In pursuit of modernisation, social services across Europe are actively embarking on a journey of digital transformation of their systems. This endeavour involves harnessing technology and digitalisation to enhance their efficiency and effectiveness.
At this month’s European Social Services Conference (ESSC), representatives from public authorities with responsibility for social services, third sector and industry partners discussed compelling examples of how this transformation can be achieved, while also engaging in discussions on the remaining challenges that need to be addressed.
Robust digital systems
The need for establishing a robust digital public social services system was highlighted by Stathis Marinos, Senior IT Consultant at the World Bank, who explained how heterogeneity in service provision across locations or different ways of collecting data among social workers within the same location can lead to disparities in the ways in which data is recorded.
“Such inefficient and inadequate systems may result in the misallocation of public resources, an increase in mistakes, and a rise in bureaucratic processes,” Marinos remarked. Ultimately, these shortcomings contribute to lower citizen satisfaction with the overall social welfare system.
To tackle these challenges, Marinos presented the Case Compass Prototype, a toolkit to support public authorities to adopt a digital case management system in the area of social benefits and services. However, Marinos emphasised an important aspect that cannot be overlooked: financing, saying “These systems require funding. Not only to build them but mainly to make them succeed and maintain them.”
During the ESSC, notable successful case studies of effective integrated systems transformation were presented, such as those from the Faroe Islands and the Regional Government of Catalonia, which showcased the National Digitalisation Programme and the wSocial Platform, respectively. These case studies, along with others, underscored the importance of developing simplified and accessible journeys for individuals seeking social services.
To achieve this objective, the implementation of a standardised data-sharing system across departments and institutions emerged as a crucial factor. Such a system would facilitate the establishment of transparent and secure processes, establishing trust and empowerment for citizens navigating social services.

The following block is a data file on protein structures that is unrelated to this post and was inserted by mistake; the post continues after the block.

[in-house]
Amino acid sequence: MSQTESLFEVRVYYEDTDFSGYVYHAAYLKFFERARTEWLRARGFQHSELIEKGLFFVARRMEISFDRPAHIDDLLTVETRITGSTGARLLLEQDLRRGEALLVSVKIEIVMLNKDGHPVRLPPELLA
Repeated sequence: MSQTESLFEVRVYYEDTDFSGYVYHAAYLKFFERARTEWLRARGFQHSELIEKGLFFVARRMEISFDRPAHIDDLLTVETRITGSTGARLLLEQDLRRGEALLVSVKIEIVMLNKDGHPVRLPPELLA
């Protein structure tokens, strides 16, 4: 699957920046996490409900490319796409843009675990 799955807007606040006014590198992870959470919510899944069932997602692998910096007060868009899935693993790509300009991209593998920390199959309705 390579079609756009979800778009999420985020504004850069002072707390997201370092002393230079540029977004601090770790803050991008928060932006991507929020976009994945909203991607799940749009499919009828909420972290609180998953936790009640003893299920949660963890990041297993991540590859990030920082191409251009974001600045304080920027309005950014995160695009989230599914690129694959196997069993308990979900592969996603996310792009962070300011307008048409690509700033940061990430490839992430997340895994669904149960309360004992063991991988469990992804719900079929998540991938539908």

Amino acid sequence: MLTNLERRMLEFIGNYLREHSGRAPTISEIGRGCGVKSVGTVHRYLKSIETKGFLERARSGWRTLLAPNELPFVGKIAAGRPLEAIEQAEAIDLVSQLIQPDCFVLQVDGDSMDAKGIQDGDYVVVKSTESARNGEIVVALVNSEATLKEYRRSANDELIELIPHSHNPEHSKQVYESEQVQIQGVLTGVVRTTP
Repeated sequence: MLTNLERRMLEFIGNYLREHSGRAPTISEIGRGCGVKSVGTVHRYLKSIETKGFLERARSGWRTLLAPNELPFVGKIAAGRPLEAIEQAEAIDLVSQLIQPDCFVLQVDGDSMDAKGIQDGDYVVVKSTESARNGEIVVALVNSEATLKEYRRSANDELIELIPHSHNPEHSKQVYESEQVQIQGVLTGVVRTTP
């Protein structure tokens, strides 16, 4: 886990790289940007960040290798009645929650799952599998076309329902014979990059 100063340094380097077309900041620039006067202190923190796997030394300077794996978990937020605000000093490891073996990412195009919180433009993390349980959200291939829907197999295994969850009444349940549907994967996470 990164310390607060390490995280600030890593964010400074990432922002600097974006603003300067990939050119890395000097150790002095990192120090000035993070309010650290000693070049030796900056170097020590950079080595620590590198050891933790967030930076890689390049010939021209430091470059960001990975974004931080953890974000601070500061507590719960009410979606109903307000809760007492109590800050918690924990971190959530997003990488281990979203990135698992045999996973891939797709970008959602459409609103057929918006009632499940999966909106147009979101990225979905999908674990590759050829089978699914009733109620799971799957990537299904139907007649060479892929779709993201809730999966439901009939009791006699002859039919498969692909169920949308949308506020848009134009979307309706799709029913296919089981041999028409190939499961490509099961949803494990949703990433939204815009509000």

Small steps over leaps and bounds
When it comes to system transformation, Aaron Greenberg, UNICEF’s Senior Regional Advisor for Europe and Central Asia on Child Protection, emphasised that the “most value” for public social services “lies not in fancy systems but in small innovations that connect people working on social goals.”
Greenberg highlighted the application of Primero, an open-source software platform to support social services, humanitarian organisations, and development workers in effectively managing protection-related data. In Romania, it has been used to integrate three existing systems into one unified platform. This integration has proven instrumental in the identification and registration Ukrainian women and children who have fled the war.
Improving case management
In times of crises, the importance of a resilient digital public infrastructure becomes evident as it plays a vital role in ensuring the continuity of care. One striking example of this resilience can be seen in Ukraine. Kostiantyn Koshelenko, Deputy Minister of Social Policy for Digital Transformation, shared with conference attendees how Ukraine has successfully established emergency digital services during the war and is further advancing a joint social services information system.
A significant milestone has been the creation of a digital government application (Diia). Koshelenko elaborated on how this application has empowered Ukrainian citizens, many of whom are displaced, by enabling them to seamlessly access public services and receive emergency payments.
Keeping the human experience at the centre
To provide an integrated and personalised set of social care and social services that meet the expectations of people seeking support, public authorities recognise the need for digital transformation. However, in their development and implementation it is essential to prioritise human outcomes over a purely technocratic approach. By emphasising a person-centred approach, social services will ensure care and support are efficiently delivered to those in need, promoting their wellbeing and autonomy within the shortest possible time frame.